October 29, 2014

SLAC’s Earliest Websites Reappear in ‘Stanford Wayback’

SLAC’s Earliest Websites Reappear in ‘Stanford Wayback’

The Stanford University Libraries have launched the “Wayback” system – a Web archive that features SLAC’s earliest websites dating back to 1991.

Structured Content

The Stanford University Libraries have restored the earliest websites of the Department of Energy’s SLAC National Accelerator Laboratory and made them available to browse once again.

Dating back to 1991, SLAC’s websites were the first in North America and are among the oldest original content available on the Web.

They are the archival highlight of Stanford Wayback – an important component of Stanford University Libraries’ initiative to capture past, present and future Web content. The project was announced in time for the 20th anniversary meeting of the World Wide Web Consortium in Santa Clara from Oct. 27 to Oct. 31, which will also celebrate the 25th anniversary of the Web.

SLAC’s Pioneering Role in Making the Internet User-Friendly

The world’s first websites, which were merely a collection of a few links, may not have looked like much but they marked the beginning of today’s user-friendly and indispensable Internet.

Before the early 1990s, the Internet – an international network of computers – allowed only a relatively small number of people with advanced knowledge to share information. “Back then, the Internet was quite esoteric,” says SLAC physicist Tony Johnson, one of the lab’s Web pioneers. “You could find information using command line tools, but only if you knew how to do it. It certainly was not an easy endeavor for the average person.”

This began to change in 1989 when Tim Berners-Lee, a fellow at CERN, the European particle physics laboratory, developed the idea for the World Wide Web – a global network of browsable, hyperlinked documents containing multimedia content. “I first saw a demonstration of the Web at a conference in Southern France in 1991,” Johnson recalls. “I immediately thought that it would be a great way of sharing information on the Internet.”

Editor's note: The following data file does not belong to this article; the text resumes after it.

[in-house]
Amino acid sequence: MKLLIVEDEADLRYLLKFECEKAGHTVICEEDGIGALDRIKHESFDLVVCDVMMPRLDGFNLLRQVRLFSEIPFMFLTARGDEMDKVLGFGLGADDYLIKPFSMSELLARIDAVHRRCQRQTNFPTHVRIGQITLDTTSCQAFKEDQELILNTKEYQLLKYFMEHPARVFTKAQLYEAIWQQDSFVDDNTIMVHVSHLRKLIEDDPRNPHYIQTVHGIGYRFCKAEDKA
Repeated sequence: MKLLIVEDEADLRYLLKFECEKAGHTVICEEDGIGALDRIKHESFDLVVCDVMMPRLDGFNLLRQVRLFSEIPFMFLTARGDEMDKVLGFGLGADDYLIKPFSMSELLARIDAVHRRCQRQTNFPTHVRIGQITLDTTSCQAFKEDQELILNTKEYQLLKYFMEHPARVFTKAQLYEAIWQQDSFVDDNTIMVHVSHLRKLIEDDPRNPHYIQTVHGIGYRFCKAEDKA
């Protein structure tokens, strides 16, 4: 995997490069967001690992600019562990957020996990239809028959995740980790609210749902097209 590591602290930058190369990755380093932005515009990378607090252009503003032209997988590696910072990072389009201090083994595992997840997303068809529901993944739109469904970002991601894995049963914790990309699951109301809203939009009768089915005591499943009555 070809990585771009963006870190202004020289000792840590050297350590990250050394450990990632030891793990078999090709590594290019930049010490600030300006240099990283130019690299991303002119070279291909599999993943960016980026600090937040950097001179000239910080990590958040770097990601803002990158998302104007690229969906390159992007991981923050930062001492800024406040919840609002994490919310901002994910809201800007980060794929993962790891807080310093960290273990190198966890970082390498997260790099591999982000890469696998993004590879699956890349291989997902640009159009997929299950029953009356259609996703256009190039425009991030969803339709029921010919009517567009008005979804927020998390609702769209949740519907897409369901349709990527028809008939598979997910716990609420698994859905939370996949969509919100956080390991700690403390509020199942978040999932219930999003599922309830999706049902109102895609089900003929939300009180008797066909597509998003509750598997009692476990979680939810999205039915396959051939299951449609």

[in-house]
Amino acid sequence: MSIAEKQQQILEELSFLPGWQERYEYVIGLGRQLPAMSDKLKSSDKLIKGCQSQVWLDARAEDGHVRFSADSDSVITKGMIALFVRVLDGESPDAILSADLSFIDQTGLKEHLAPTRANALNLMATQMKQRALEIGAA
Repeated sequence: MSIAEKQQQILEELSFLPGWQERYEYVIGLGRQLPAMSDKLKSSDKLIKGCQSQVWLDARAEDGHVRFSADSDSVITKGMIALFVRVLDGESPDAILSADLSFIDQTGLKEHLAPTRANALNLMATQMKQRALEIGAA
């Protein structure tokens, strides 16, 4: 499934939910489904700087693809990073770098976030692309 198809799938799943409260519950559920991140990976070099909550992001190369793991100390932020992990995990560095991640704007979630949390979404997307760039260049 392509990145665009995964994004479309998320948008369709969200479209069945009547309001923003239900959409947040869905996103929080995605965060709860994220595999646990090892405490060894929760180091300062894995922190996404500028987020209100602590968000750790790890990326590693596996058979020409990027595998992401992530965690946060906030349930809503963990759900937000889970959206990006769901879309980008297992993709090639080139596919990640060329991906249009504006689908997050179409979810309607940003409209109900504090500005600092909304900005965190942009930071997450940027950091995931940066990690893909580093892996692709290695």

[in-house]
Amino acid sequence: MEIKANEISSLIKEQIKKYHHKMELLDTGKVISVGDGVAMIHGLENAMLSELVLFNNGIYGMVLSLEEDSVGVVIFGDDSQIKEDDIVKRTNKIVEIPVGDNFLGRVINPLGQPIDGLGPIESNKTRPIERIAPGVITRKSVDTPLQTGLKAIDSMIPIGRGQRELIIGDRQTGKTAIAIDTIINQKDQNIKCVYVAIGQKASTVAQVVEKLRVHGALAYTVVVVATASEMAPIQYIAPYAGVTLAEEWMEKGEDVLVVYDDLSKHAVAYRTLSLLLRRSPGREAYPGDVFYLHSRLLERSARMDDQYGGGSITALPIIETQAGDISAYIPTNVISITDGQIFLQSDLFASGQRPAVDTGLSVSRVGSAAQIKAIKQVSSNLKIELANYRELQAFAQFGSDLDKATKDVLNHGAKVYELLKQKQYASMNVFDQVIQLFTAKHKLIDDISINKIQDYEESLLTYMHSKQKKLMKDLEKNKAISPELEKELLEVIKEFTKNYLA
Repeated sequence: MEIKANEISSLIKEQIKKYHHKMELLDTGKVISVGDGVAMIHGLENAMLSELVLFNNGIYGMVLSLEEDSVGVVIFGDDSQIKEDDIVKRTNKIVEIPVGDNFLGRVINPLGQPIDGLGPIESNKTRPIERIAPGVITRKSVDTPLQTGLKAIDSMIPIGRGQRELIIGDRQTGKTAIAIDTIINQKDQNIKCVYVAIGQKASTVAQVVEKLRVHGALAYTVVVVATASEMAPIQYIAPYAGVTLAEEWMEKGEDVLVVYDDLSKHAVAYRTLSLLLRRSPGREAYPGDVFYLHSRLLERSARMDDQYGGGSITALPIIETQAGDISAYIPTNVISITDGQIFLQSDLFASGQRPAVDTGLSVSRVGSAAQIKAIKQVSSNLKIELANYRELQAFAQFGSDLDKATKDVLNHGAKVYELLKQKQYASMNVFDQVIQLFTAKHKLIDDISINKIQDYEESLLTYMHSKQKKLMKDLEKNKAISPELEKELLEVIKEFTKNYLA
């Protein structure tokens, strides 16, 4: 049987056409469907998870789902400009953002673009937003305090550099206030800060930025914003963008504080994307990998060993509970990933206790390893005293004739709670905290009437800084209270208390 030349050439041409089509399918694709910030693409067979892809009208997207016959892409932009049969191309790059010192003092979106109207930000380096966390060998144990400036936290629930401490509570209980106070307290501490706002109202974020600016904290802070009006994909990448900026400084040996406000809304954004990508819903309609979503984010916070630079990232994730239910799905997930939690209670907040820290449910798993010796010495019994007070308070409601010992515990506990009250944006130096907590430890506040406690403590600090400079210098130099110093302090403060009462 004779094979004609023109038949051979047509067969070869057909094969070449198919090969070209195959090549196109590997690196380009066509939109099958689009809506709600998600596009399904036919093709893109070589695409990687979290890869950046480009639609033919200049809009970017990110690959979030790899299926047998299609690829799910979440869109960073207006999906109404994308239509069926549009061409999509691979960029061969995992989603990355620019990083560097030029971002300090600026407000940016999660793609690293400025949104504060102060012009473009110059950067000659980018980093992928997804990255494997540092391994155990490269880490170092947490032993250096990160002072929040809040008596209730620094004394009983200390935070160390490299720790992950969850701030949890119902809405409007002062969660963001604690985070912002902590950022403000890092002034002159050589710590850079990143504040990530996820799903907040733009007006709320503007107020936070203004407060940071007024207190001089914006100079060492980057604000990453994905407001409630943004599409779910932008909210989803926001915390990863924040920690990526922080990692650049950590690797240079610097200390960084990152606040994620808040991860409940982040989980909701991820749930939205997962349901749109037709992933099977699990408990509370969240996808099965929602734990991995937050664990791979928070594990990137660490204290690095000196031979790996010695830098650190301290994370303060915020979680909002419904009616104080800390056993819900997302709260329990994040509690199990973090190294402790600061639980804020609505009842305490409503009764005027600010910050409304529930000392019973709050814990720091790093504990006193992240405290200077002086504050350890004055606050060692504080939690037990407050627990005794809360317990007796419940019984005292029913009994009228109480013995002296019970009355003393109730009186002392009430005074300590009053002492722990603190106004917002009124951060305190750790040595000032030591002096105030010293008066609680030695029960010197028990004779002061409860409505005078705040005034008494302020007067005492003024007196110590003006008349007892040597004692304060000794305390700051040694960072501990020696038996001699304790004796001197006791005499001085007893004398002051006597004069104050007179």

This meeting inspired physicist Paul Kunz to install the first Web server outside of Europe at SLAC. The first websites, now brought back to life in Stanford’s Wayback system, were added between Dec. 6 and Dec. 12, 1991.

Safekeeping Historic Web Content in ‘Wayback’

With Wayback, Stanford is expanding its efforts to support the international community in preserving society’s Web history.

“The system lets you reconstruct how the Web looked in the past,” says Tony Navarrete, digital library services manager at Stanford. “You can view how a website has changed over time and follow the progression of how we evolved our use of the Web to share information.”

Gabrielle Karampelas, Stanford University Libraries’ director of communications and development, adds, “An increasing amount of information is shared via the Web these days, and some of it is exclusively stored online. Web archiving makes this content accessible for scholarly research and now provides access to all materials.”

Archived Web content such as SLAC’s first websites will eventually be blended into Stanford’s online library catalog, alongside books, articles and other materials.

Editor's note: Since publication of this article, Stanford University Libraries changed the name of their Web archive from Stanford Wayback to Stanford Web Archive Portal (SWAP).

For questions or comments, contact the SLAC Office of Communications at

SLAC is a multi-program laboratory exploring frontier questions in photon science, astrophysics, particle physics and accelerator research. Located in Menlo Park, Calif., SLAC is operated by Stanford University for the U.S. Department of Energy's Office of Science.

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